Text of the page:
To compute \(\gcd(a,b) = d\text{,}\) we are using repeated divisions to obtain a decreasing sequence of positive integers \(r_1 \gt r_2 \gt \cdots \gt r_n = d\text{;}\) that is,

\begin{align*} b & = a q_1 + r_1\\ a & = r_1 q_2 + r_2\\ r_1 & = r_2 q_3 + r_3\\ & \vdots \\ r_{n - 2} & = r_{n - 1} q_{n} + r_{n}\\ r_{n - 1} & = r_n q_{n + 1}. \end{align*}

To find \(r\) and \(s\) such that \(ar + bs = d\text{,}\) we begin with this last equation and substitute results obtained from the previous equations:

\begin{align*} d & = r_n\\ & = r_{n - 2} - r_{n - 1} q_n\\ & = r_{n - 2} - q_n( r_{n - 3} - q_{n - 1} r_{n - 2} )\\ & = -q_n r_{n - 3} + ( 1+ q_n q_{n-1} ) r_{n - 2} \\ & \vdots \\ & = ra + sb. \end{align*}

The algorithm that we have just used to find the greatest common divisor \(d\) of two integers \(a\) and \(b\) and to write \(d\) as the linear combination of \(a\) and \(b\) is known as the Euclidean algorithm.

SubsectionPrime Numbers

Let \(p\) be an integer such that \(p \gt 1\text{.}\) We say that \(p\) is a prime number, or simply \(p\) is prime, if the only positive numbers that divide \(p\) are 1 and \(p\) itself. An integer \(n \gt 1\) that is not prime is said to be composite.

Suppose that \(p\) does not divide \(a\text{.}\) We must show that \(p \mid b\text{.}\) Since \(\gcd( a, p ) = 1\text{,}\) there exist integers \(r\) and \(s\) such that \(ar + ps = 1\text{.}\) So

\begin{equation*} b = b(ar + ps) = (ab)r + p(bs). \end{equation*}

Since \(p\) divides both \(ab\) and itself, \(p\) must divide \(b = (ab)r + p(bs)\text{.}\)

We will prove this theorem by contradiction. Suppose that there are only a finite number of primes, say \(p_1, p_2, \ldots, p_n\text{.}\) Let \(P = p_1 p_2 \cdots p_n + 1\text{.}\) Then \(P\) must be divisible by some \(p_i\) for \(1 \leq i \leq n\text{.}\) In this case, \(p_i\) must divide \(P - p_1 p_2 \cdots p_n = 1\text{,}\) which is a contradiction. Hence, either \(P\) is prime or there exists an additional prime number \(p \neq p_i\) that divides \(P\text{.}\)

Uniqueness. To show uniqueness we will use induction on \(n\text{.}\) The theorem is certainly true for \(n = 2\) since in this case \(n\) is prime. Now assume that the result holds for all integers \(m\) such that \(1 \leq m \lt n\text{,}\) and

\begin{equation*} n = p_1 p_2 \cdots p_k = q_1 q_2 \cdots q_l, \end{equation*}

where \(p_1 \leq p_2 \leq \cdots \leq p_k\) and \(q_1 \leq q_2 \leq \cdots \leq q_l\text{.}\) By Lemma 2.13, \(p_1 \mid q_i\) for some \(i = 1, \ldots, l\) and \(q_1 \mid p_j\) for some \(j = 1, \ldots, k\text{.}\) Since all of the \(p_i\)'s and \(q_i\)'s are prime, \(p_1 = q_i\) and \(q_1 = p_j\text{.}\) Hence, \(p_1 = q_1\) since \(p_1 \leq p_j = q_1 \leq q_i = p_1\text{.}\) By the induction hypothesis,

\begin{equation*} n' = p_2 \cdots p_k = q_2 \cdots q_l \end{equation*}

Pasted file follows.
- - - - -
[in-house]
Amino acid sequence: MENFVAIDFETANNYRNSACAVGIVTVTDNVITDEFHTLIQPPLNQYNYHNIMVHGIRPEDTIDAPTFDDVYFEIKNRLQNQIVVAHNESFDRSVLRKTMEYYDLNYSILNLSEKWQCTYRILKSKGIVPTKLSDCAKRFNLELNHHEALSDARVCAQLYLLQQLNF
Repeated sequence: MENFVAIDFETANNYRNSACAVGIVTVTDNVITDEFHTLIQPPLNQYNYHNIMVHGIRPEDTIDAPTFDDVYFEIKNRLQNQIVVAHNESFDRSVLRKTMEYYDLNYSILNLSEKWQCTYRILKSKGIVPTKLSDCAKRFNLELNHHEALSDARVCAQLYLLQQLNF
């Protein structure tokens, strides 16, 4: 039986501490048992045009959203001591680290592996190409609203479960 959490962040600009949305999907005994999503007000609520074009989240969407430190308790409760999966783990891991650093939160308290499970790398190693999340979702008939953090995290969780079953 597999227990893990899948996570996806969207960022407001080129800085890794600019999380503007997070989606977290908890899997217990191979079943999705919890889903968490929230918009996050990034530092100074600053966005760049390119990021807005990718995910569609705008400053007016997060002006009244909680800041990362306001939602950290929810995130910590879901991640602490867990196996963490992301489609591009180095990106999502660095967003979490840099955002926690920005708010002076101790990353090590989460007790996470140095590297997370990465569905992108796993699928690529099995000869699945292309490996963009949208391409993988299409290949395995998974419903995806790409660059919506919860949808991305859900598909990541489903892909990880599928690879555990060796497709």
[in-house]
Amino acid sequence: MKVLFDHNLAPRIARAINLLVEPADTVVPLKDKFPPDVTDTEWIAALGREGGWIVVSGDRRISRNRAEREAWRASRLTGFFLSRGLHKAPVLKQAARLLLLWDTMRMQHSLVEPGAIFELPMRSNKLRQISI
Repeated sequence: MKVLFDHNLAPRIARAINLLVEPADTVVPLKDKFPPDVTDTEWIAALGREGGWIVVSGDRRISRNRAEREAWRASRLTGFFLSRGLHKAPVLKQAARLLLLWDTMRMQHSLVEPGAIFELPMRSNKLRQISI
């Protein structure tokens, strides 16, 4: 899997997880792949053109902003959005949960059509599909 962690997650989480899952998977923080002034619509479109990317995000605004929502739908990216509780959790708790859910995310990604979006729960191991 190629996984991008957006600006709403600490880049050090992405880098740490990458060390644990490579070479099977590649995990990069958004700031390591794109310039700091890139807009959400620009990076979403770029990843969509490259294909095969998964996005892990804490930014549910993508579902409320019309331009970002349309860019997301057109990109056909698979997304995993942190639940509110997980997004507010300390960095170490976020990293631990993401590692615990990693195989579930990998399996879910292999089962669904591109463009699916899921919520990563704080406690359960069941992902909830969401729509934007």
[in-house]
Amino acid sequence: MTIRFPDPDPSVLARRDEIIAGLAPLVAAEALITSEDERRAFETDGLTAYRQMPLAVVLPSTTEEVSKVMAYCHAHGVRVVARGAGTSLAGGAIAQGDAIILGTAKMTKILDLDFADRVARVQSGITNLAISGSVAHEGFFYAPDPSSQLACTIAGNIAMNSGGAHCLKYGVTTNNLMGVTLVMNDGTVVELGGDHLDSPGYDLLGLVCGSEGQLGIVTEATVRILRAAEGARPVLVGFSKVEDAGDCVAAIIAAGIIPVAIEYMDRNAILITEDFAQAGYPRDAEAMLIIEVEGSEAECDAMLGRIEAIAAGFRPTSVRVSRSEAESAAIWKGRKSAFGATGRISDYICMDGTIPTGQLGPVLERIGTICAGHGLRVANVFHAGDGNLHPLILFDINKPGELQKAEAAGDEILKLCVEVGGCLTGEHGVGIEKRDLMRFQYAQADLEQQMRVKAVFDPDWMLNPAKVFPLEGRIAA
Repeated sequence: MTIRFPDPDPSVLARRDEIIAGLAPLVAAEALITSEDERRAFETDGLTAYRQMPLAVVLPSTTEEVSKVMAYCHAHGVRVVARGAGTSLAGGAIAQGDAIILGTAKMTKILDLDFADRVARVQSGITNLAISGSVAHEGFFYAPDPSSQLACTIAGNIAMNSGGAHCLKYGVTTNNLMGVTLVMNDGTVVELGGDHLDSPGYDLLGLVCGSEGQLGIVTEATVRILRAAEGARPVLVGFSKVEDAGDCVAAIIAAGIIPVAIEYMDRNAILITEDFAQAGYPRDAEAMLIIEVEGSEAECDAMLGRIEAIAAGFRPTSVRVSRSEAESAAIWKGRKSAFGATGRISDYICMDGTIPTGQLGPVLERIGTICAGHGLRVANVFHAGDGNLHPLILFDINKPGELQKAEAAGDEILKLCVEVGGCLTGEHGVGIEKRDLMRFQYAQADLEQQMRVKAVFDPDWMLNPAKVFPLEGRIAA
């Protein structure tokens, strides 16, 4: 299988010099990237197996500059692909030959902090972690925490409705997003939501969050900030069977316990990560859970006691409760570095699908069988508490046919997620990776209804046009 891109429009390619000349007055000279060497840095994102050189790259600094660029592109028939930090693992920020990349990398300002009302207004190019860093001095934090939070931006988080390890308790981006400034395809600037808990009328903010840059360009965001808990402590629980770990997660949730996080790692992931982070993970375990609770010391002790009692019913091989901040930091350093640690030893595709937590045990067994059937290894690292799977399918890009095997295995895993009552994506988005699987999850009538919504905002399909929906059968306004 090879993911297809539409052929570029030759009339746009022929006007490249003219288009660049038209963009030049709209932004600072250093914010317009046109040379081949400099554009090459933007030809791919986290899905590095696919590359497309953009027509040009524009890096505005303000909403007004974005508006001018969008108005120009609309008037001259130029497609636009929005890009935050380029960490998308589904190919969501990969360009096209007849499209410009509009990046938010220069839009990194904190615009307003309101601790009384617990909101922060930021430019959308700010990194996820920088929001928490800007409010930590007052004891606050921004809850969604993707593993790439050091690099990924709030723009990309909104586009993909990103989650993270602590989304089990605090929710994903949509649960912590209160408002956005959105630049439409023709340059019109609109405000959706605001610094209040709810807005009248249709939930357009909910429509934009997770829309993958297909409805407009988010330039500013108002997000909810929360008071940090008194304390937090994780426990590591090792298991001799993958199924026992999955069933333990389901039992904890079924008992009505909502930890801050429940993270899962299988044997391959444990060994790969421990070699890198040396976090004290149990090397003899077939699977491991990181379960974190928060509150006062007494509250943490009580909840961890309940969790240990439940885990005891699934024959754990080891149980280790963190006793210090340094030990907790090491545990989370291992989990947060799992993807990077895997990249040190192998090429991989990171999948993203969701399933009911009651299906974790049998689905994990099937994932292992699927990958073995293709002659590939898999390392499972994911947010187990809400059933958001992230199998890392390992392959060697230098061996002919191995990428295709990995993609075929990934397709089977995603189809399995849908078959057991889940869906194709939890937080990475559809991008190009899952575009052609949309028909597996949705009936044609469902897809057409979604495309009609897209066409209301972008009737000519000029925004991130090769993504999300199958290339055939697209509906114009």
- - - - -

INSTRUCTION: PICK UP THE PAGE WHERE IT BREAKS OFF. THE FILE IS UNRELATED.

has a unique factorization. Hence, \(k = l\) and \(q_i = p_i\) for \(i = 1, \ldots, k\text{.}\)

Existence. To show existence, suppose that there is some integer that cannot be written as the product of primes. Let \(S\) be the set of all such numbers. By the Principle of Well-Ordering, \(S\) has a smallest number, say \(a\text{.}\) If the only positive factors of \(a\) are \(a\) and 1, then \(a\) is prime, which is a contradiction. Hence, \(a = a_1 a_2\) where \(1 \lt a_1 \lt a\) and \(1 \lt a_2 \lt a\text{.}\) Neither \(a_1\in S\) nor \(a_2 \in S\text{,}\) since \(a\) is the smallest element in \(S\text{.}\) So

\begin{align*} a_1 & = p_1 \cdots p_r\\ a_2 & = q_1 \cdots q_s. \end{align*}


\begin{equation*} a = a_1 a_2 = p_1 \cdots p_r q_1 \cdots q_s. \end{equation*}

So \(a \notin S\text{,}\) which is a contradiction.

SubsectionHistorical Note

Prime numbers were first studied by the ancient Greeks. Two important results from antiquity are Euclid's proof that an infinite number of primes exist and the Sieve of Eratosthenes, a method of computing all of the prime numbers less than a fixed positive integer \(n\text{.}\) One problem in number theory is to find a function \(f\) such that \(f(n)\) is prime for each integer \(n\text{.}\) Pierre Fermat (1601?–1665) conjectured that \(2^{2^n} + 1\) was prime for all \(n\text{,}\) but later it was shown by Leonhard Euler (1707–1783) that

\begin{equation*} 2^{2^5} + 1 = \text{4,294,967,297} \end{equation*}

is a composite number. One of the many unproven conjectures about prime numbers is Goldbach's Conjecture. In a letter to Euler in 1742, Christian Goldbach stated the conjecture that every even integer with the exception of 2 seemed to be the sum of two primes: \(4 = 2 + 2\text{,}\) \(6 = 3 + 3\text{,}\) \(8 =3 + 5\text{,}\) \(\ldots\text{.}\) Although the conjecture has been verified for the numbers up through \(4 \times 10^{18}\text{,}\) it has yet to be proven in general. Since prime numbers play an important role in public key cryptography, there is currently a great deal of interest in determining whether or not a large number is prime.